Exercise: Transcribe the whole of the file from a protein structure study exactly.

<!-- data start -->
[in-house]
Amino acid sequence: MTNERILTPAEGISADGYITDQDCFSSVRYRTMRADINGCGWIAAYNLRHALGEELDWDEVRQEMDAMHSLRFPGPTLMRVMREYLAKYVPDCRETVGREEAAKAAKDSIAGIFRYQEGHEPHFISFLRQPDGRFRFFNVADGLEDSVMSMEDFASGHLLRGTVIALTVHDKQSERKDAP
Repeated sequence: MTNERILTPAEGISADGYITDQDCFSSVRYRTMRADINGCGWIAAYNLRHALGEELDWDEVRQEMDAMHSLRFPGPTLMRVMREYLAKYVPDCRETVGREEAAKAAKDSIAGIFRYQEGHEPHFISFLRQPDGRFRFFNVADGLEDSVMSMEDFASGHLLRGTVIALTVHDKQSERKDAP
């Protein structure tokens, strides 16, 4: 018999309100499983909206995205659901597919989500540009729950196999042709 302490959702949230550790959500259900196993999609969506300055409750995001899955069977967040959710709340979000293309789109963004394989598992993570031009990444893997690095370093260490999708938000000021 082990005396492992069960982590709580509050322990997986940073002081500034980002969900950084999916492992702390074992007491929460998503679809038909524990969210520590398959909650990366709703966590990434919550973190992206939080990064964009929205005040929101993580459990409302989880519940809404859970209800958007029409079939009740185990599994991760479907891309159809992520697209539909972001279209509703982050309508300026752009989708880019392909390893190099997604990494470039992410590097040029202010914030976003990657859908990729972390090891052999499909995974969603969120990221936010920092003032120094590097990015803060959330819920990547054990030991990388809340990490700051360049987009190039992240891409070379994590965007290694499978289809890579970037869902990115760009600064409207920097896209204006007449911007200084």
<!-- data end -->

[in-house]
Amino acid sequence: MTNERILTPAEGISADGYITDQDCFSSVRYRTMRADINGCGWIAAYNLRHALGEELDWDEVRQEMDAMHSLRFPGPTLMRVMREYLAKYVPDCRETVGREEAAKAAKDSIAGIFRYQEGHEPHFISFLRQPDGRFRFFNVADGLEDSVMSMEDFASGHLLRGTVIALTVHDKQSERKDAP
Repeated sequence: MTNERILTPAEGISADGYITDQDCFSSVRYRTMRADINGCGWIAAYNLRHALGEELDWDEVRQEMDAMHSLRFPGPTLMRVMREYLAKYVPDCRETVGREEAAKAAKDSIAGIFRYQEGHEPHFISFLRQPDGRFRFFNVADGLEDSVMSMEDFASGHLLRGTVIALTVHDKQSERKDAP
């Protein structure tokens, strides 16, 4: 018999309100499983909206995205659901597919989500540009729950196999042709 302490959702949230550790959500259900196993999609969506300055409750995001899955069977967040959710709340979000293309789109963004394989598992993570031009990444893997690095370093260490999708938000000021 082990005396492992069960982590709580509050322990997986940073002081500034980002969900950084999916492992702390074992007491929460998503679809038909524990969210520590398959909650990366709703966590990434919550973190992206939080990064964009929205005040929101993580459990409302989880519940809404859970209800958007029409079939009740185990599994991760479907891309159809992520697209539909972001279209509703982050309508300026752009989708880019392909390893190099997604990494470039992410590097040029202010914030976003990657859908990729972390090891052999499909995974969603969120990221936010920092003032120094590097990015803060959330819920990547054990030991990388809340990490700051360049987009190039992240891409070379994590965007290694499978289809890579970037869902990115760009600064409207920097896209204006007449911007200084």